Cuttack: Hectic activity was on at Annapurna Theater-B near Buxi Bazaar here on Saturday, two days before the curtains go up for the second play this year, at 7pm on Monday.
It will also be the second play since the theatre was rebuilt after a portion of its roof collapsed on September 15, 2015.
The upcoming play is based on ‘Budha’, a story by Nrusingha Charan Das. Play director Juga Prakash Kanungo, who is also the theatre president, was yet to decide on a name for the play. “I plan to name it after Aurangzeb. Like the Mughal emperor, the central character here, too, ditches his father,” he says, before suddenly shouting at an actor rehearsing on the stage. “You there, I keep telling you not to start laughing or weeping immediately after hurling away that newspaper with the earth-shattering news. You have to just become numb, look up and then walk like a robot, without any feeling, till you can laugh or cry hysterically.”
On the stage was Guga bhai, who plays the character of the father, Dinabandhu Paikray, in the story. Among others in the play are Bikash Kumar, who essays the character of Akash Mansingh; and Mohammad Zahid, who portrays Satyajit Paikray.
In between directing, giving inputs to his crew to serve snacks to everybody, Juga gets a brainwave. He asks for a piece of paper, on which he first struggles to write with an offered dot pen, and, when it wouldn’t write, takes out his own classic fountain pen with which he scribbles something in large fonts. “This will be the name of the play,” he tells them, instructing everybody to keep it under cover.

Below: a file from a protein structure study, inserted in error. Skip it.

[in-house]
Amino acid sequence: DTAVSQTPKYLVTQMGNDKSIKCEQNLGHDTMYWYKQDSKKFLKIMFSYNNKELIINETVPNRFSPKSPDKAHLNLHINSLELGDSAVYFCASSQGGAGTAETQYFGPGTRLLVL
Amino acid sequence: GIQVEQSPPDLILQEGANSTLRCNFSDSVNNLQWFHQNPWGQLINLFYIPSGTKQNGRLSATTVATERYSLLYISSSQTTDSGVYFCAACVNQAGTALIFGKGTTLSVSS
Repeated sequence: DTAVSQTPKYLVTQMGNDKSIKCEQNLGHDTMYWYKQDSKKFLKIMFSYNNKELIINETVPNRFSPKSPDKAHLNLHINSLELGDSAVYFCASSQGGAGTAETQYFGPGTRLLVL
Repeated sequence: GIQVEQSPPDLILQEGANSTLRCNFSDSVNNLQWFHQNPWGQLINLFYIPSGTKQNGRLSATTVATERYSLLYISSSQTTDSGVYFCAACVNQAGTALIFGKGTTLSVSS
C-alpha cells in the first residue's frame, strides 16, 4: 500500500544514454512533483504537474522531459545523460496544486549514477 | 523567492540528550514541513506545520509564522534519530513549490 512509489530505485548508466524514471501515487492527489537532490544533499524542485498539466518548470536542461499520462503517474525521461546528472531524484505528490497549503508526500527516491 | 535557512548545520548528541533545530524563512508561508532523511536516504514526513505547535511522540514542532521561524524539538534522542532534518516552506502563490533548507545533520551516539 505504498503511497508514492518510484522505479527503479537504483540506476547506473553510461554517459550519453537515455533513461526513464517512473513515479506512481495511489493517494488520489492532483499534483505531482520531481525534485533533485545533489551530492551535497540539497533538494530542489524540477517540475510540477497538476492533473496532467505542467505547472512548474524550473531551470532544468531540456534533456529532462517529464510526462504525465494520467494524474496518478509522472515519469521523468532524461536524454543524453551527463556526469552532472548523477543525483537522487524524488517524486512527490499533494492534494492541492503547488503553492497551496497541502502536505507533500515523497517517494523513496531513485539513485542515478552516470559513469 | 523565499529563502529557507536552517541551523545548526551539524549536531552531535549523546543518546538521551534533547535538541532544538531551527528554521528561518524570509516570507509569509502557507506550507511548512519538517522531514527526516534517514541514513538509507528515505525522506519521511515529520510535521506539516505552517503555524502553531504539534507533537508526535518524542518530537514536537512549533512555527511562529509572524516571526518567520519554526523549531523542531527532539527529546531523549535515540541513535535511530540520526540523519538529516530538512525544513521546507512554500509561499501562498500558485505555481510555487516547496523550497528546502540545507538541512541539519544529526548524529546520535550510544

He was soon back on his feet, as a girl fell after hitting a bench on the stage while running. He assures her she should be fine, almost brings her back to her feet with his words and persuades her to enact the scene all over again.
A moment later he asked his aide not to prompt dialogues to an actor who just wouldn’t remember his lines. “Just one more day left. When will you learn those lines,” he yells, before turning around and telling his backers, “My creatinine has shot up. What do I do now?” Someone suggests he take soup of coriander leaves. “Really? That works? I have had umpteen cups of that soup. Hasn’t helped me so far.”
He then gets busy telling others that the theatre needs cleaning, mikes so that the dialogues are audible, lighting and more.
There are just a few chairs for the crew. “Around 250 people had turned up for the last show, in February,” says Juga. “That play was Amanisa. No play was staged after that, as a tribute to our CRPF men killed in Pulwama.”
What’s the theatre scene like in Cuttack? “Not much of a scene, right now,” he says. “It’s already curtains for Janata Rangamanch. Kalasree theatre in Badambadi is also in a bad shape. Shady things take place there now. But we shall revive it, just as we rebuilt Annapurna Theatre B.”
It’s called theatre B, because it’s other sister, theatre A, is in Puri. The founder of both theatres was Somnath Das from Balugaon in Banapur. He specialised in mobile theatre, going from place to place and staging plays in 1933. Later, in 1937, Odisha’s first theatre came up in Puri. That was to be Annapurna A group.
The B group in Cuttack came up in 1942. “Before the theatre came up here, there used to be a cinema hall. It was initially called Halmukh, and later Prakash Film Hall” Juga says. “Somnath took the premises on rent, for Rs 2 a month, to set up a theatre and stage plays here.”
The B group’s theatre was registered under the name ‘Annapurna Theatre B’ sometime in 1981-82. Juga became its president in 2006 and proudly claims that some 113 plays have since been staged here since, despite an almost four-year gap when the place was shut down after the roof collapse.
He has more plans for the place. He wants to open an aerobics-teaching, Zumba, vocal and classical academy on the premises. “Odissi will be taught too,” Juga says. Children were seen learning dance moves at an adjoining hall. “There will be a modern dance school here, an academy is my plan.”